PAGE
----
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Photos of girlfriends and wives wearing their men's uniforms seem to have been common; this woman wears a tunic with breast pockets lacking the box pleats - consistent with the 1942 changes, yet note that a dark green collar has nonetheless been added.

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1943

In 1943, new production field blouses had the pocket flaps altered so as to be cut straight across.  The interior tunic lining and internal cartridge suspenders were also deleted; by this time external equipment suspenders had long been in use.  This late war style of tunic, often referred to as an "M43", was often seen worn open at the collar, with well defined lapels.   By this point, the tunic had also been lengthened slightly in comparison to earlier models of the Field Blouse. 

All the while, material used in the construction of uniforms in Germany had downgraded; by the time the changes collectors refer to as "M43" were made, uniform cloth was made up of hybrids containing less than 50% wool.  Uniform colours varied widely, from the original green-grey known as "field grey" to slate grey and even shades of brown.  Buttons came to be painted grey rather than field grey as well.

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Felduniform 44

In September, 1944, the new Field Uniform 44 was introduced.  The Field Blouse for this new uniform was remarkably similar to the US "Ike" jacket, itself inspired by British Battle Dress.  The new uniform, made from shoddy recycled wool, had two patch pockets on the breast, and a broad 10 cm waistband in place of a tunic skirt.  The pockets, lapels and sleeve cuffs remained styled after the latest patterns of Field Blouse.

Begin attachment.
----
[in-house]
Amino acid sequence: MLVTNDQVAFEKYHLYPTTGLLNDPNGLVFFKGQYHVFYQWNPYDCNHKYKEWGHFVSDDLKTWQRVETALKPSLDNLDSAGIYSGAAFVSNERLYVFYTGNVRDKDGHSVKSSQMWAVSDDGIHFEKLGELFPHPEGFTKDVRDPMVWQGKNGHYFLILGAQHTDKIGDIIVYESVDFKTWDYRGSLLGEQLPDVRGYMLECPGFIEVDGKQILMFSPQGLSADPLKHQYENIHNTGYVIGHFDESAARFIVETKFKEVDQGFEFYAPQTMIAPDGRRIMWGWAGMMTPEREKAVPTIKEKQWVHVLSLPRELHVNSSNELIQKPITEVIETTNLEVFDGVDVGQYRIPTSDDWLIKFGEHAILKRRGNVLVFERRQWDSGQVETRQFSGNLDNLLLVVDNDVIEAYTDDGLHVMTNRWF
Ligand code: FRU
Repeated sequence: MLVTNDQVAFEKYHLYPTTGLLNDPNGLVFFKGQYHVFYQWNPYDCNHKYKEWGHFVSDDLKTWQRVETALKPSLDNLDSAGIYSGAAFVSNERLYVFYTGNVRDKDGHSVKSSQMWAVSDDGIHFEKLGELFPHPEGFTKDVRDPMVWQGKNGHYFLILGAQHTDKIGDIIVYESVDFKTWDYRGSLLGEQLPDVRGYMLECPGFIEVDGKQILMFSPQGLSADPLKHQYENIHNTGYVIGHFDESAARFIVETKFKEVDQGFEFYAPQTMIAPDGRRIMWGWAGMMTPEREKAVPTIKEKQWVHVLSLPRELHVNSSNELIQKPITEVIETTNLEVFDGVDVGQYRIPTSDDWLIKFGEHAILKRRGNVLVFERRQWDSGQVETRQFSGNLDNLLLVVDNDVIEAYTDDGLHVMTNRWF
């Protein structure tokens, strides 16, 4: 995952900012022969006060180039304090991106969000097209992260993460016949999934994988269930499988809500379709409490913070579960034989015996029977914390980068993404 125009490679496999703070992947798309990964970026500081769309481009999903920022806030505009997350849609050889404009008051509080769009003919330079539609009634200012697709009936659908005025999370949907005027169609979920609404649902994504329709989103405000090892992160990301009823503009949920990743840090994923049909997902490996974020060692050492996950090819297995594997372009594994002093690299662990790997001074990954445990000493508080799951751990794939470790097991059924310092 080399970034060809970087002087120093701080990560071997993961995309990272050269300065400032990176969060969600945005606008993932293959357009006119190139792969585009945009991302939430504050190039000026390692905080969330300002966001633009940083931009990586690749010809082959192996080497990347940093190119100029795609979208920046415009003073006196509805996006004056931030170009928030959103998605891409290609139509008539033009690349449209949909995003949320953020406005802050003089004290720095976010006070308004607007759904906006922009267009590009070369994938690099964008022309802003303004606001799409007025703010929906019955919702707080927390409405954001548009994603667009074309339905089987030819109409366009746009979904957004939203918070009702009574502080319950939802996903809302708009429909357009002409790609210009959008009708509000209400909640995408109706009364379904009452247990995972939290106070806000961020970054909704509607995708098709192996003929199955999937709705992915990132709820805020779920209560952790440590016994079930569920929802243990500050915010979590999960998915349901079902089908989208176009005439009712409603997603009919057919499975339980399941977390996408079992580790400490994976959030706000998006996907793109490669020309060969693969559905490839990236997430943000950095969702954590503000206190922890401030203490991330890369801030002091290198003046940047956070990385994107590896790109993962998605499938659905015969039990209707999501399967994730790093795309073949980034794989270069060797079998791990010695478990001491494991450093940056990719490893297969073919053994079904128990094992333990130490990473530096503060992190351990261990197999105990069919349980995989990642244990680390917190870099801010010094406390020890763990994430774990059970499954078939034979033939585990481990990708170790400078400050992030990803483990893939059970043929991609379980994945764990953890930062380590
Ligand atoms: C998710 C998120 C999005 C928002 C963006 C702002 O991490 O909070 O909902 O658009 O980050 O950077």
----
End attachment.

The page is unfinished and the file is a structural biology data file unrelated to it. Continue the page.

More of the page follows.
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As can be seen on the other pages regarding insignia, the quality of such additions as shoulder straps, breast eagles, and collar patches all degraded during the war.  Above, is an early war "M36" style tunic with dark green collar, dark green shoulder boards, BEVO breast eagle and green backed "second pattern" collar patches.  This is in stark contrast to the "M44" field blouse shown below, made of a gabardine-like twill rather than wool, with third pattern collar patches, field grey shoulder boards, and the final pattern mouse-grey coloured breast eagle.  Note the uniform buttons, also, are in field grey above, and the dark grey used on late-war uniforms below.

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It should be noted that while garments released from the factory were usually fitted with whatever insignia was on hand, there was no "correct" pattern or type of insignia for any German field blouse (including the 1944 Field Uniform).  Soldiers were permitted, on an individual basis, to apply older patterns of insignia to their newly issued uniform garments.  Some soldiers even changed the collars on so called "M42" and "M43" field blouses to dark green, months and even years after all newly made blouses from the factory ceased having dark green collars.  There were no standards for "uniformity' with regards to these details in the German Army, and most late-war photos show a motley array of dark-green and field grey shoulder straps, mixtures of national insignia breast eagles, and varieties of the three types of collar patches, both backed and unbacked.